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Roots Radio News

  • Darrell Scott emerged in the late 1990s as one of Nashville’s most complete folk/roots artists. He had the butter of James Taylor and the grease of Lowell George in his voice. He could pick numerous instruments like a practiced master. And his songs were stunning from the get go, including his widely-recorded “You’ll Never Leave Harlan Alive” and his crowd favorite “Great Day To Be Alive” on his debut project. Now, Scott lives mostly on a farm two hours from Nashville tending the land and playing 60-80 dates a year. Recently he issued Old Cane Back Rocker, his first studio album since 2016 and his most bluegrass leaning project ever. I road tripped to Darrell’s farm to record this week’s atmospheric conversation.
  • With a dash of history and nostalgia, Nashville multi-instrumentalist Fats Kaplin brokered a show this Wednesday by iconic blues man Roy Book Binder at Kaplin’s favorite Nashville club, the 5 Spot. It’ll bring a bit of medicine show razzle dazzle and a lot of string band swing to East Nashville. I spoke with Fats about his deep background with the patriarch they call Book.
  • Touring guitar phenom Billy Strings finds himself in an exalted place in roots music, having been named Entertainer of the Year at the International Bluegrass Music Association Awards for a third consecutive year one week after winning his second straight Artist of the Year prize at the Americana Honors and Awards. Fellow flatpicker Molly Tuttle also had a big night in Raleigh, NC, winning a standout three awards, including Album of the Year for Crooked Tree and Song of the Year for its title track.
  • On the two-year anniversary of her death, Concord Music has released two impressive packages in honor of Texas songwriter and Americana Trailblazer Nanci Griffith. More Than A Whisper: Celebrating The Music of Nanci Griffith brings together an all-star cast interpreting 14 Griffith songs. Working In Corners is a four-album box set covering the beginning of her recording career.
  • At some point during the past six years, WMOT’s AmericanaFest Day Stage went from being a tradition to an institution, if we may say so. Our program director Jessie Scott has been in music and radio for decades, so she’s got an address book and good will like few others. We always stand amazed at the stature of artists she’s able to wrangle for Nashville’s biggest week of roots music. Here share the memories with photos by the amazing John Partipilo.
  • For the second year in a row, bluegrass guitar innovator and live roots phenom Billy Strings was named Artist of the Year at the 22nd annual Americana Honors and Awards. Unlike last year, Strings was on hand to accept his custom trophy and then join the night's huge cast of assembled artists to play a snapping guitar solo on the show finale jam on "Cripple Creek," a salute to The Band's great songwriter and singer Robbie Robertson, who died in August.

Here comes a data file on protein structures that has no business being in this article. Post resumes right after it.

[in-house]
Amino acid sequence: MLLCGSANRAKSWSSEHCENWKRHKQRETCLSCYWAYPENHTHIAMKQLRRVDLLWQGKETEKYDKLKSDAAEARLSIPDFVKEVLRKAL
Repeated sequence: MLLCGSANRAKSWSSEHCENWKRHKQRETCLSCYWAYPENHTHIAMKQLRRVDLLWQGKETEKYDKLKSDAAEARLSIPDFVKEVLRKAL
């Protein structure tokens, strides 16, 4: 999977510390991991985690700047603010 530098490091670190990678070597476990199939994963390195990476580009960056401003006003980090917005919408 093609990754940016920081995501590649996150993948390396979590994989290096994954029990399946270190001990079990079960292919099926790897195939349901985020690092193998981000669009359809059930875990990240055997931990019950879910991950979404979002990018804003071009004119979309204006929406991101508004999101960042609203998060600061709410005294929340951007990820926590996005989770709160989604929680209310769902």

• When East Nashville emerged as a nationally important music scene in the early 2000s, Amelia White had a substantial role in that play. Like so many others, she’d migrated from elsewhere (Boston and Seattle) to find a nurturing community full of collaborators and enablers. She was included on a seminal anthology of East Nashville songs. And she set up a rhythm of writing, recording and touring domestically and increasingly overseas. Now she’s heading back to showcase at AmericanaFest 2023 and getting set to release an album this winter produced by Americana great Kim Richey. Amelia dropped by the studio for a friendly conversation that surveys her journey, with music from across her career.
  • Bass player Dave Roe, who laid down the sonic and rhythmic foundation for incalculable amounts of Nashville’s greatest music of the past five decades, died suddenly on Friday at the age of 71. Multiple accounts point to a massive heart attack at his Goodlettsville home. Roe’s musicianship, from his long tenure with Johnny Cash to his recent status as the pulse of Easy Eye Sound, defined the groove of Americana. A vast community of artists and fans he touched spent the weekend reeling from the unwelcome news.
  • AmericanaFest is a controlled explosion, a circus maximus, an idea so crazy that it just might work. The Americana Music Association has been pulling this thing off for 23 years, so it’s got staying power. It’s grown from a handful of shows at a few bars to a sprawl of 220 artists playing at 40+ venues from the far West End to far East Nashville, so it has drawing power too. And it’s back, between Tuesday, Sept. 19 and Saturday, Sept. 23. We’re as ready as we can be (including three afternoons of loaded Day Stage performances). How about you?
  • For a band that released its independent debut album in 2017, the Teskey Brothers have come a long way. From our perspective here in Nashville, that would be 9,700 miles, the distance from their home town of Warrandyte, New South Wales, Australia. Raised on classic soul and R&B music, Sam and Josh Teskey started making music together as kids and became staples of the Melbourne music scene. They didn’t have huge aspirations, but when their first record impressed folks close to home, they took their classic Stax/Muscle Shoals sound to the world and the world replied. This year they’ve toured Europe for five months and played major sold out venues, including the Ryman Auditorium behind their current album the Winding Way. Guitarist, songwriter, singer and recording engineer Sam Teskey is my guest.